Downward trajectory resumes for all four commodity resins.

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Prices for all four major commodity resins dropped again in September, though in significantly different amounts. A flat to downward trend was projected for the next two months, owing to falling global feedstock and energy prices in the third quarter. But keep an eye on polypropylene, which may prove an exception. These are among the views of purchasing consultants at Resin Technology, Inc., (RTi) of Fort Worth, Texas, and CEO Michael Greenberg of Chicago-based The Plastics Exchange.

PE PRICES DROP
Driven by falling oil prices, polyethylene tabs slipped 4¢/lb lower in September, after a 5¢ decrease in August. Once oil prices began to steady, PE prices firmed up globally. At the same time, PE suppliers announced increases of 5¢/lb, with original effective dates moved from Oct. 1 to this month. Neither Mike Burns, RTi’s v.p. of client services for PE, nor Greenberg of The Plastics Exchange thought any of that proposed hike would stick.

Burns did forecast that domestic prices in October would firm up, but hold level through the rest of the year. He pointed out out that for the first time in a quite a while, the domestic PE market appears to be optimally positioned. “Polyethylene prices are not going to move upwards unless oil prices approach $60 a barrel, and early projections for 2016 are of prices in the $50 range.” He added that the domestic PE price advantage has resulted in major brands and retailers buying domestically, that exports have largely stayed at a healthy 20%, and there have been no finished-goods imports. Meanwhile, Greenberg reported in late September that “the surge of export supply has backed up a number of Houston warehouses causing packaging and shipping delays.”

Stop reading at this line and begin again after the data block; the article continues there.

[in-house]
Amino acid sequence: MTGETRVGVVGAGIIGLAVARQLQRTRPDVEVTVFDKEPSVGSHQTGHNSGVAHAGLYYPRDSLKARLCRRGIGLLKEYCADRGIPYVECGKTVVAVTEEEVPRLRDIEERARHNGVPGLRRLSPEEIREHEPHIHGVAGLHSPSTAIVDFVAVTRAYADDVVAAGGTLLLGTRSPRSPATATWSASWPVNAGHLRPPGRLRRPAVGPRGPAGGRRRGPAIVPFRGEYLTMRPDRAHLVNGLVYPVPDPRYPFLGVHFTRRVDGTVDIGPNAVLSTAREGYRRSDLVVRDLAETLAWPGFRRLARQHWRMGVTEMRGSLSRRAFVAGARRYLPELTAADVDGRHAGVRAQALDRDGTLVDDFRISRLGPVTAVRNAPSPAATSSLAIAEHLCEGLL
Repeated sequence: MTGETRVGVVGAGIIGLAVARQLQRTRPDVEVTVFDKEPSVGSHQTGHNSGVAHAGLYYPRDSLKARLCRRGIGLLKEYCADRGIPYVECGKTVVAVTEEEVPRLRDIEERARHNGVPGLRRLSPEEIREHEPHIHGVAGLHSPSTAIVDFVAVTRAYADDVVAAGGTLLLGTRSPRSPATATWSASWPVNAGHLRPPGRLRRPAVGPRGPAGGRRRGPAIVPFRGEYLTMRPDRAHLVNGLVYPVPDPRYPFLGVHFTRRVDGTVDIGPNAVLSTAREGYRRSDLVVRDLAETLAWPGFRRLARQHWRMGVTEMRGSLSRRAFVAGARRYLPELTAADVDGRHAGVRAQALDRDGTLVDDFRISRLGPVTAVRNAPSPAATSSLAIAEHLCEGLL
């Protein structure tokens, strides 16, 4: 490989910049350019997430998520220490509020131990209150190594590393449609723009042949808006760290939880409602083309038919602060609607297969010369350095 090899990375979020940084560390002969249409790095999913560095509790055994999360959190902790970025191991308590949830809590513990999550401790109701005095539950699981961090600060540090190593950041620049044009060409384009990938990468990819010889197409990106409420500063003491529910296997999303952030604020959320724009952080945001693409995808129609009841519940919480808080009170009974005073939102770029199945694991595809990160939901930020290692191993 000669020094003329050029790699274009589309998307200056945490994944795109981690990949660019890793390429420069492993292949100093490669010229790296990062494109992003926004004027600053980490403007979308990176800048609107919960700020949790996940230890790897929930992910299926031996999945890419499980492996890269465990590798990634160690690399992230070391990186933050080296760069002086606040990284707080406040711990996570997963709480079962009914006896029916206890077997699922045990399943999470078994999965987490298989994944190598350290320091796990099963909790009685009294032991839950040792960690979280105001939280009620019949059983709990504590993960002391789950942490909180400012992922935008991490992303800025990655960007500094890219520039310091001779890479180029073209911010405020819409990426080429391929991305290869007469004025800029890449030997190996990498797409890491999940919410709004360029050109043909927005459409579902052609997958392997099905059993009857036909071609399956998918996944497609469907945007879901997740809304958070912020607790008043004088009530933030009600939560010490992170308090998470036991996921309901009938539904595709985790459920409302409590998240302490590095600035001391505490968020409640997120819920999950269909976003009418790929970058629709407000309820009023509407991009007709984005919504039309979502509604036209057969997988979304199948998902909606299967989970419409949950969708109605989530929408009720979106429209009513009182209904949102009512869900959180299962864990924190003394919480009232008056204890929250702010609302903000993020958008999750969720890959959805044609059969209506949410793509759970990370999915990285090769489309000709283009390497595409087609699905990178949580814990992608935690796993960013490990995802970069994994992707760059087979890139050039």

PP PRICES FLAT TO DOWN
Polypropylene prices were flat or a penny lower in September, depending on when processors incurred suppliers’ margin expansions. While September propylene monomer contract prices dropped 3¢/lb, PP suppliers held onto their 3¢/lb margin expansion for that month.

Greenberg pointed out that the lower September propylene contract price was the seventh consecutive decrease and the 10th in 11 months. October propylene contract prices were expected to be unchanged. Meanwhile, PP prices this year dropped by about 18¢/lb through the third quarter. During that same time, domestic demand rose almost 6% over last year, while PP suppliers succeeded in implementing a margin expansion of 3-14¢/lb, says Scott Newell, RTi’s director of client services for PP. Suppliers were aiming for another margin expansion last month, averaging 5¢/lb, taking advantage of a tight supply/demand balance.

Global polymer-grade propylene (PGP) monomer prices began to drop late in the third quarter. "We no longer have the PGP advangtage," said Newell. "Plus, more margin expansion is getting implemented into the domestic PP price. Slowly, over the last few months, the domestic PP price has lost its competitiveness globally.” He said two things can result from such a scenario, if it continues: Either the domestic market will start to import more PP pellets, or it will start to import more finished goods. “Either one creates demand destruction for PP suppliers, and the import of finished goods creates demand destruction for domestic processors.”

Said Greenberg in late September, “U.S. PP exports are not competitive in the international arena. In fact, there is a good amount of imported PP currently on the coasts with more on the way.”

PS PRICES DROP
Polystyrene prices dropped 9¢/lb in September following that month’s benzene contracts settling 79¢/gal lower. PS prices had already fallen 2-3¢/lb in August, helped along by July/August ethylene contract prices dropping to 29.5¢/lb, the lowest level since 2008, as well as price competition among PS resin suppliers, according to Mark Kallman, RTi’s v.p. of client services for engineering resins, PS, and PVC.

October PS prices were expected to be flat. Kallman noted that October benzene contract prices saw a modest increase of 10¢/gal, while September ethylene contracts were expected to settle another penny lower.

PVC PRICES DOWN
prices dropped by another 1¢/lb in September, as ethylene contract prices were expected to fall by a similar amount. Prices in October were expected to be mostly flat, according to RTi’s Kallman.

Export demand has been low, while domestic demand through August was level with that of 2014, despite higher expectations for this year’s building and construction sector. Kallman expected demand to “tail-off” by year’s end. But the potential looms for some supply/demand tightness as a series of PVC plant maintenance turnarounds were planned for September through November.